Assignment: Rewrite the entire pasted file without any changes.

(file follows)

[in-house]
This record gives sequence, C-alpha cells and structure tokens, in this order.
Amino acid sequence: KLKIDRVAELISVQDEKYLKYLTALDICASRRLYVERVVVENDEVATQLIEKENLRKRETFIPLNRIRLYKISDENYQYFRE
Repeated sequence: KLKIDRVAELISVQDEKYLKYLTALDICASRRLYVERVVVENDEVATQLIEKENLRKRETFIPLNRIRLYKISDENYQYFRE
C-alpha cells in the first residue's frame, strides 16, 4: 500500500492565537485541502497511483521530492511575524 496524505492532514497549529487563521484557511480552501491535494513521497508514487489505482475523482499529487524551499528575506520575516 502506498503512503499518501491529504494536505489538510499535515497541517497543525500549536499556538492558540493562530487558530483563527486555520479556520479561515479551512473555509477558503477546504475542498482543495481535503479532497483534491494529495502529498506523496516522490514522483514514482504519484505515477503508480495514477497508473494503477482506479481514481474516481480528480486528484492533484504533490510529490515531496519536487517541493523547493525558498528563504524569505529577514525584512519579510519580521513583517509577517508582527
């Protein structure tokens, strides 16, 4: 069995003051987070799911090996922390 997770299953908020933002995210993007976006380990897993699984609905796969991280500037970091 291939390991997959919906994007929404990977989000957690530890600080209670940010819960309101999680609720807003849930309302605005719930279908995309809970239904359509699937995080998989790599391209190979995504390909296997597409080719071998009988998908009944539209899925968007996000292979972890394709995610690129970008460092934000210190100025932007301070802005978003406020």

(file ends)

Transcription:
[in-house]
This record gives sequence, C-alpha cells and structure tokens, in this order.
Amino acid sequence: KLKIDRVAELISVQDEKYLKYLTALDICASRRLYVERVVVENDEVATQLIEKENLRKRETFIPLNRIRLYKISDENYQYFRE
Repeated sequence: KLKIDRVAELISVQDEKYLKYLTALDICASRRLYVERVVVENDEVATQLIEKENLRKRETFIPLNRIRLYKISDENYQYFRE
C-alpha cells in the first residue's frame, strides 16, 4: 500500500492565537485541502497511483521530492511575524 496524505492532514497549529487563521484557511480552501491535494513521497508514487489505482475523482499529487524551499528575506520575516 502506498503512503499518501491529504494536505489538510499535515497541517497543525500549536499556538492558540493562530487558530483563527486555520479556520479561515479551512473555509477558503477546504475542498482543495481535503479532497483534491494529495502529498506523496516522490514522483514514482504519484505515477503508480495514477497508473494503477482506479481514481474516481480528480486528484492533484504533490510529490515531496519536487517541493523547493525558498528563504524569505529577514525584512519579510519580521513583517509577517508582527
């Protein structure tokens, strides 16, 4: 069995003051987070799911090996922390 997770299953908020933002995210993007976006380990897993699984609905796969991280500037970091 291939390991997959919906994007929404990977989000957690530890600080209670940010819960309101999680609720807003849930309302605005719930279908995309809970239904359509699937995080998989790599391209190979995504390909296997597409080719071998009988998908009944539209899925968007996000292979972890394709995610690129970008460092934000210190100025932007301070802005978003406020």